Potential Energy, Concepts
An object has energy when it is moving, but it can also have potential energy, which is the energy associated with the object's position.
Potential Energy, Example: a heavy brick lifted up has potential energy due to its position in relation to the ground. It can do work because when dropped it will fall because of the gravity force, allowing it to make a work output over another object receiving the impact.
A compressed spring has potential energy. For instance, the spring of a mechanical clock transforms its energy doing work to move the seconds, minutes and hour pointers.
There are several kinds of potential energy: gravitational, elastic, electric, etc.
Gravitational Potential Energy
The gravitational potential energy is a very common example of potential energy.
The Gravitational Potential Energy (GPE) of an object of mass m at a height y over a reference level is defined as:
EPG = mgy
g is the gravity acceleration
This definition is fully compatible with the definition of work since the work needed lo lift the mass m from the reference level to the height y is Fy = Weight·y = mgy. The object has gained an energy mgy.
If we let this object of mass m to fall freely by gravity on a stake on the ground, the work on the stake will be equal to the kinetic energy acquired while falling.
This kinetic energy can be calculated by
the kinematics equation vf2 = vi2
+ 2gy. Since vi = 0, then
vf2 = 2gy. The kinetic energy just before striking the stake is ½mvf2. Replacing vf2 with 2gy we get ½ m·2gy = mgy.
Then, to raise an object of mass m to a height y we need a work amount equal to mgy, and once at this height y, the object has the capability of doing work equal to mgy.
Let's notice GPE depends on the object's vertical height over some reference level; in this example, the ground.
The work needed to lift an object does not depend on the lifting path. That direction can be vertical, inclined, or another, and the work to rise the object will be equal.
Also, the work the object is able to do when falling does not depend on its path.
From what level must the height y be measured? What matters here is the potential energy change and we choose a reference level convenient to solve a given problem. Once we choose it, we must keep it during the calculations.
Elastic Potential Energy.
It is the energy associated with elastic materials. Next, we demonstrate the necessary work to compress or stretch a spring over a distance x is ½kx2, where k is the spring's constant.
By Hook's Law, the relation between force and displacement on a spring is F = -kx. The minus sign is due to the force always pointing to the equilibrium position (x = 0). The force F is now variable and we can no longer use W = Fdcos.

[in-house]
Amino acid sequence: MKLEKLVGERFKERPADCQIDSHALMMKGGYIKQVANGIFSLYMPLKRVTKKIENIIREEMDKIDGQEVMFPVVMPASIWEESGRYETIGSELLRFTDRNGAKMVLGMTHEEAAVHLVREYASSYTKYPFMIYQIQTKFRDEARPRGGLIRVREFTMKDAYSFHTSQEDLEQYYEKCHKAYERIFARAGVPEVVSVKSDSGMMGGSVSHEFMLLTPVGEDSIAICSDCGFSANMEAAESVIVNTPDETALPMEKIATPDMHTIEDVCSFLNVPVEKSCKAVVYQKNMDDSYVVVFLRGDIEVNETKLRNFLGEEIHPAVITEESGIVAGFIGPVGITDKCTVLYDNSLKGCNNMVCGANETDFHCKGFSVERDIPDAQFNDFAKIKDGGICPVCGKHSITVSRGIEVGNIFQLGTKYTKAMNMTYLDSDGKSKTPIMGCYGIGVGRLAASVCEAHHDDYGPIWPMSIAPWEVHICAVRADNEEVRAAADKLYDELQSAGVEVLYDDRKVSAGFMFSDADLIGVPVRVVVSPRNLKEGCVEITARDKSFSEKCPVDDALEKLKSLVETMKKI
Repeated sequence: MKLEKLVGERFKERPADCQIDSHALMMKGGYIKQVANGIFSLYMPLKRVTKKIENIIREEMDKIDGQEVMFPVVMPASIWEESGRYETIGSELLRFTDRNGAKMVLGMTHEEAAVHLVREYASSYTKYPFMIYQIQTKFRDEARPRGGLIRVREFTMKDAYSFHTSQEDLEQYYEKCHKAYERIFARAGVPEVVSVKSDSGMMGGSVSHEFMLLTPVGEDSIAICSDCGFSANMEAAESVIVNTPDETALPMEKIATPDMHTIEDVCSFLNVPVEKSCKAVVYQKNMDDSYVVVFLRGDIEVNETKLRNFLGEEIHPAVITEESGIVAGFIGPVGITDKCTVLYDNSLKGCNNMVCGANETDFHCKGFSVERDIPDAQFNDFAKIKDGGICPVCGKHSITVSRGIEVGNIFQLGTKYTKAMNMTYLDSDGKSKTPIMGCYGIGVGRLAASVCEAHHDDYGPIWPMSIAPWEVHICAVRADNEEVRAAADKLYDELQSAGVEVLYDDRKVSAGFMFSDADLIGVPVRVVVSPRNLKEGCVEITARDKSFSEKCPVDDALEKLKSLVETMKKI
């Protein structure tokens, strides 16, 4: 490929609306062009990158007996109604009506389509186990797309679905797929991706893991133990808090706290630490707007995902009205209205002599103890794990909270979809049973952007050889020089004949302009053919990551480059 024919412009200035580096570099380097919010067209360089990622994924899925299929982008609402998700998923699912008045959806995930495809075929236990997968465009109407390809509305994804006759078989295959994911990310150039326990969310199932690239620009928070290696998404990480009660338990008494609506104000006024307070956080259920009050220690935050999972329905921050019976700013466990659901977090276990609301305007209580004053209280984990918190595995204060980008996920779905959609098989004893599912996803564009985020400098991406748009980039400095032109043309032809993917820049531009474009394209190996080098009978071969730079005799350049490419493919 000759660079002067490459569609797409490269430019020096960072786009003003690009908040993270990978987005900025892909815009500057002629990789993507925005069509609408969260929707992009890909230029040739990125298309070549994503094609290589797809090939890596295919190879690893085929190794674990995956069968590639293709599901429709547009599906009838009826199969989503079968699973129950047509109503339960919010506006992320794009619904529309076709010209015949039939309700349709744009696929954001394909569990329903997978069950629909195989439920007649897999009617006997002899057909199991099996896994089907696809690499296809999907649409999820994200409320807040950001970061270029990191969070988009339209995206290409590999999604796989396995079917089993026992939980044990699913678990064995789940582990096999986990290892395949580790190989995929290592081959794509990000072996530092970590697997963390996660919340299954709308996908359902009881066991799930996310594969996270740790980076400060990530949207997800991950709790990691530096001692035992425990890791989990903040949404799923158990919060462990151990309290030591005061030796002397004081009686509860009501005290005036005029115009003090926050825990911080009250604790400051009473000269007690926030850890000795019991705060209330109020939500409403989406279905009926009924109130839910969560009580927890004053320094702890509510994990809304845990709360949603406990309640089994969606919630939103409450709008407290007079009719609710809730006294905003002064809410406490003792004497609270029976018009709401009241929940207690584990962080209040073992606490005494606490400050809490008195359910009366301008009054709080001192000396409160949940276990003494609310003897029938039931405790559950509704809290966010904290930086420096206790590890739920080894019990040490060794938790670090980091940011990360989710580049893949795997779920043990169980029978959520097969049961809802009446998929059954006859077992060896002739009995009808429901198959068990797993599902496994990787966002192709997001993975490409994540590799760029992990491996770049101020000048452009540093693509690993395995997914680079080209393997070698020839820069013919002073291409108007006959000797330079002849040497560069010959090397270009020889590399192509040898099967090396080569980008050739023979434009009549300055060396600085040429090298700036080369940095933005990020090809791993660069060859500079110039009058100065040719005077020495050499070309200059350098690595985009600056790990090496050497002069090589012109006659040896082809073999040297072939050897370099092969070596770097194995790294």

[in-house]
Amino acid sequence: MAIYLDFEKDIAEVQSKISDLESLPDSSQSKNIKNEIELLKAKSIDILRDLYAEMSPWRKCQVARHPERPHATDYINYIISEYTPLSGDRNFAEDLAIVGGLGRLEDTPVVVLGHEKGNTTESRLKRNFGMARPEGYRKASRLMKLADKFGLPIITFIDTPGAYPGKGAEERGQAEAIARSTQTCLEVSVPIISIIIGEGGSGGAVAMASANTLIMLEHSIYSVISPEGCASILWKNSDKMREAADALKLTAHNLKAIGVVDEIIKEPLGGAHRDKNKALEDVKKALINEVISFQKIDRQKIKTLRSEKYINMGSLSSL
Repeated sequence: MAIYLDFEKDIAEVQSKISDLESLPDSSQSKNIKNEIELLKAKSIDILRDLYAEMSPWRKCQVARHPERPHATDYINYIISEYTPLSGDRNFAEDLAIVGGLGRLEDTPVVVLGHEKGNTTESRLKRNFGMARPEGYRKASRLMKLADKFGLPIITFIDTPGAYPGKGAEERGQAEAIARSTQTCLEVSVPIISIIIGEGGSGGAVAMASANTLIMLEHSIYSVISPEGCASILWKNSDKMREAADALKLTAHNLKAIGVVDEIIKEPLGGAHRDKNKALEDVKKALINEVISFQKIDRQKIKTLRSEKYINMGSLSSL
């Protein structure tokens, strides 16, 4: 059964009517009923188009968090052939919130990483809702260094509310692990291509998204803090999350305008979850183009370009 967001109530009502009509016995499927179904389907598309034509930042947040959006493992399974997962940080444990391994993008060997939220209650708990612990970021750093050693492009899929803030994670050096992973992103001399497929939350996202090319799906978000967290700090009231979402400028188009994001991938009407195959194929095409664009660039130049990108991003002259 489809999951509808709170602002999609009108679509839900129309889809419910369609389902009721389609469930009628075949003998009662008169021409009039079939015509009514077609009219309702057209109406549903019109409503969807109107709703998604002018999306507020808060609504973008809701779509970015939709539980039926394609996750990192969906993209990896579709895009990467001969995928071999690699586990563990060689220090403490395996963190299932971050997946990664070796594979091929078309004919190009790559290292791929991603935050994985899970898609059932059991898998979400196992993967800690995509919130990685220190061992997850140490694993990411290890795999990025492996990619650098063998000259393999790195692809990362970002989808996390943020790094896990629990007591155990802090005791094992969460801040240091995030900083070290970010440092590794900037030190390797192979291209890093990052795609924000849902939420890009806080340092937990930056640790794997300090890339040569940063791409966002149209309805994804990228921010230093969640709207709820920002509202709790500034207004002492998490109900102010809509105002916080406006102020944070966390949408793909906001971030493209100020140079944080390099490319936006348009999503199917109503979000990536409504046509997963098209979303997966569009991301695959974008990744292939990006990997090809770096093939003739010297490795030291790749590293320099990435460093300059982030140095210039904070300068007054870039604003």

Let's first find a general relation to calculate the work done by a variable force. We will apply it to our spring.
As Fx is nearly constant in each x, W Fx x, the total work can be approximated by the formula
If we make the intervals x even shorter, this is, we make x 0, W tends to a limit, this can be expressed as
This formula represents the integral of the force Fx as a function of x:
And this is the area under the curve Fx(x). Of course, this relation includes the case where Fx = F cos is constant.
Applying that relation to the spring, assuming the spring is placed horizontally and connected to a mass sliding over a smooth surface which is also horizontal, and that the spring is compressed over a distance xmax and then released, the work W done by the spring force between xi = -xmax and xf = 0 is:
Physics Homework, Site Links
Other Related Sites:
· Physics, Main Page
· Physics, Mathematics
· Physics, Detailed Homework Scope Help
· Energy, Work and Power: Concepts
· Kinetic Energy
· Physics Problems, Example
· Physics Homework - Mechanical Energy Conservation Problems
· Physics Homework - Mechanical Power Problems
· Coulomb's Law
· Exercises Using Coulomb's Law
· Electric Field Charges
· Electric Field Exercises
· Electric Potential Energy
· Exercises, Electric Potential Energy
· Ohm's Law, Principle
· Ohm's Law Exercises
· Gauss' Law
· Gauss' Law Exercises
· Second Newton's Law
· Second Newton's Law Examples, Part One
· Second Newton's Law Examples, Part Two
· Sound Waves
· Sound Waves: Standing, Interference, Doppler Effect - Examples
· Sound Waves, Doppler Effect - Examples
· Vectors, Scalars
· Vectors, Scalars - Analytic Method
· Addition Vector Tools, Problems
· Free Fall Theory
· Free Fall Exercises, Part One
· Free Fall Exercises, Part Two
· Free Fall Exercises, Part Three